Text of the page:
If you passed the test and tasted the Champagne, you discovered wonderfully rich lemon and Granny Smith apple aromas and flavors mounted on a full body, and braced with the famed minerality of the Le Mesnil vineyard. The three years aging on its lees gave this Blanc de Blancs Extra Brut a round, full mouthfeel that is as rewarding as its moderate price. 91 points. $62 to $90.
As a preview to the holiday season, professional wine writers in New York take special pleasure in tasting and consuming Champagnes during December. The first Wednesday of the month is the annual Wine Media Guild Champagne luncheon. As a member, I always look forward to this event; this year it was devoted to Blanc de Blancs Champagnes. Fellow member and author of Champagne for Dummies, Ed McCarthy organized the event and spoke about each of the 17 champagnes.
Blanc de Blancs is the term for Champagne made only from chardonnay. The best of which comes from the Grand Cru vineyards Le Mesnil, Avize, Oger and Cramant, all in the Cote des Blancs district south of Epernay.
Two weeks after the Wine Media Guild event, the New York Wine Press, held its holiday Champagne luncheon focused on vintage Champagnes. Once more, Ed McCarthy organized and spoke about each of the 12 sparklers.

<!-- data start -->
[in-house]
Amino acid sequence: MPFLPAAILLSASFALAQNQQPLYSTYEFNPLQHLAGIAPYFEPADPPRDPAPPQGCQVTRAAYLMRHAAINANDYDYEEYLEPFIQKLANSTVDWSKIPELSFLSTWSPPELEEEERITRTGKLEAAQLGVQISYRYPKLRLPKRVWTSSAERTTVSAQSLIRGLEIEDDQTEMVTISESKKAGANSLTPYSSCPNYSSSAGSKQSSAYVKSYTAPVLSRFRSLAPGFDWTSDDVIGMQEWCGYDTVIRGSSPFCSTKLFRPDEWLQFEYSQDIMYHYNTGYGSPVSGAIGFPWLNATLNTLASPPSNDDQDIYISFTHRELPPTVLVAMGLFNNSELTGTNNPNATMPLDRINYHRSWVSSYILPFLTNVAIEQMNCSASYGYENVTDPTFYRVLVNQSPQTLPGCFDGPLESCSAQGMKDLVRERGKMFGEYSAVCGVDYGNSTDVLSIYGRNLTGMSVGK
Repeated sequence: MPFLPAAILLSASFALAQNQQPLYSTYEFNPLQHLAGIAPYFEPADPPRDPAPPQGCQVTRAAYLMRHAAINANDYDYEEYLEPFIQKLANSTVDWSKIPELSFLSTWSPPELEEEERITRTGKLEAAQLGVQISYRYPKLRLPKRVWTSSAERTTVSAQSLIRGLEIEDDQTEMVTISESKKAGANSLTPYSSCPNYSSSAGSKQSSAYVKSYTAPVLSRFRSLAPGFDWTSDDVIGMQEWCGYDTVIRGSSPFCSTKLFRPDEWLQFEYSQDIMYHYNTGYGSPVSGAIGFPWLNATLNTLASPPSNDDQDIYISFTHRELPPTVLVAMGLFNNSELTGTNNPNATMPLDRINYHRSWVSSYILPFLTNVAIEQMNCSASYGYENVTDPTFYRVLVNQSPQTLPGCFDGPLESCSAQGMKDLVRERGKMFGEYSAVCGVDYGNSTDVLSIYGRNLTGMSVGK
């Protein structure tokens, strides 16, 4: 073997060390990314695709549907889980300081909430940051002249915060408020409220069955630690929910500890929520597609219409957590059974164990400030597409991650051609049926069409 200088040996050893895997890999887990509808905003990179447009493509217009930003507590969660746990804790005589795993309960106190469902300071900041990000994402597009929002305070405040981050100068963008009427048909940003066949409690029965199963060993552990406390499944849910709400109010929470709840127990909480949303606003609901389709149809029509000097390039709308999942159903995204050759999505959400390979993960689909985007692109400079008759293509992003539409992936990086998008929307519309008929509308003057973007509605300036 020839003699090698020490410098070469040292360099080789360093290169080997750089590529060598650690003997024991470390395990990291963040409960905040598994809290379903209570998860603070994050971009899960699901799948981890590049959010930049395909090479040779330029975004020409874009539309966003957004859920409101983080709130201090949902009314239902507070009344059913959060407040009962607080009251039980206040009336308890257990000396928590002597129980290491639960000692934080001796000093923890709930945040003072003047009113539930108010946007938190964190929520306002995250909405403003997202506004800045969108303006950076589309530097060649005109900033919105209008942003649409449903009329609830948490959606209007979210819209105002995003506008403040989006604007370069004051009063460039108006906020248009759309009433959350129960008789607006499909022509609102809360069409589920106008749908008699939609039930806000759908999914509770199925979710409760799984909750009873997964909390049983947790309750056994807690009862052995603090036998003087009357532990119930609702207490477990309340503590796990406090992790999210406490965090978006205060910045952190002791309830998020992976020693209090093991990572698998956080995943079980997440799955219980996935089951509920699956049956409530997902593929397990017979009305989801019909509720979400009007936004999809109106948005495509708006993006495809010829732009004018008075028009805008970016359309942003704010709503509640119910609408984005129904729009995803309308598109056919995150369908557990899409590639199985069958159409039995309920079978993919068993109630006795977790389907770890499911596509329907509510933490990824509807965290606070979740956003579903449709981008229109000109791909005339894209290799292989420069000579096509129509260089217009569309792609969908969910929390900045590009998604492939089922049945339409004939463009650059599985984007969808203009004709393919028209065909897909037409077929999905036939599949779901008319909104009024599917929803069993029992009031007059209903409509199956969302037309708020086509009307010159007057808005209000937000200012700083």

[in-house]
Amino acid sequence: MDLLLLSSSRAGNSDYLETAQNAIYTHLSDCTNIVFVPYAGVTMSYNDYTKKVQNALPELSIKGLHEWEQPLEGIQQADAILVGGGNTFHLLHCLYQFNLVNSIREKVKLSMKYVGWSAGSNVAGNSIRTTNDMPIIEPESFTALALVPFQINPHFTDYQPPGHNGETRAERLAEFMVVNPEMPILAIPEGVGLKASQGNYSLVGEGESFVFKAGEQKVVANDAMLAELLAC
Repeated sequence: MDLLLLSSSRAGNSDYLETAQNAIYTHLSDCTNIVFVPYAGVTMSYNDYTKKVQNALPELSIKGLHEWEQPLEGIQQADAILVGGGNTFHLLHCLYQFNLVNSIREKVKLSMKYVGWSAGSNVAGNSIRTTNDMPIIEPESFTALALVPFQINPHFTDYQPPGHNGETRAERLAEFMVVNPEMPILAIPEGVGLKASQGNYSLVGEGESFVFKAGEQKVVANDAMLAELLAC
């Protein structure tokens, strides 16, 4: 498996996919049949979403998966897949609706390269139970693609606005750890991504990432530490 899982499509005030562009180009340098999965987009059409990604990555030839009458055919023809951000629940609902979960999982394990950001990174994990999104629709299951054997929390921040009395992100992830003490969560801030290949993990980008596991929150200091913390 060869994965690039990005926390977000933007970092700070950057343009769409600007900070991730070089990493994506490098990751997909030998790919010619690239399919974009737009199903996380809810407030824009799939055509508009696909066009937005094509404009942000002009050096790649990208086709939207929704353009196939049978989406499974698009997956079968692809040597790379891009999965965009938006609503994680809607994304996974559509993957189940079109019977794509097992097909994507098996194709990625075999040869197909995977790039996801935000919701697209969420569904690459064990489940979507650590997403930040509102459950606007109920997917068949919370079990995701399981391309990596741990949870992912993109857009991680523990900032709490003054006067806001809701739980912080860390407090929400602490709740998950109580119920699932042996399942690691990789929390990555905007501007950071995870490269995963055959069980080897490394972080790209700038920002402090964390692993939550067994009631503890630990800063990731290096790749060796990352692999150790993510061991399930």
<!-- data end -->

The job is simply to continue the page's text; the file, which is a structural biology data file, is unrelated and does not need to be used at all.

The combined 29 Champagnes were from producers I’ve known for years. From the two tastings, my favorite old friends’ newest wines were:
The 2006 Taittinger Comtes de Champagne Blanc de Blancs was my preference at both luncheons. The 2006 is a great vintage: September makes the vintage is a common expression among winemakers. And the Champagne region had a near perfect September of sunny, warm weather. After a successful spring flowering and a hot July, August brought a lot of rain. But towards the end of the month, clouds gave way to sunshine and weeks of dry, warm weather prevented rot from developing in the grapes. Chardonnay fared best, making it an ideal vintage for blanc de blancs.
Anyone with an interest in Champagne should have wines from this vintage in their cellar, and Taittinger Comtes de Champagne Blanc de Blancs should be first in line. I’ve been collecting Taittinger Comtes de Champagne Blanc de Blancs for decades. This year, I opened marvelous bottles from 1995 and 1996; the former’s honey and hazelnut character was exquisite, the latter still youthfully rich.
Taittinger Comtes de Champagne 1995 earlier this year on my balcony
Taittinger’s 2006 Comtes de Champagne’s citrus and pear aromas, and delicious fruit flavors, mineral backbone, integrated acidity and full-body delivers richness and elegance. Nearly irresistible now, those with the discipline to leave it in the cellar for at least five years will be rewarded with added complexity. And the solution for the undisciplined? Buy more. 98 points. It pays to research retailers as prices range from a remarkably good value $115 to a non-competitive $200.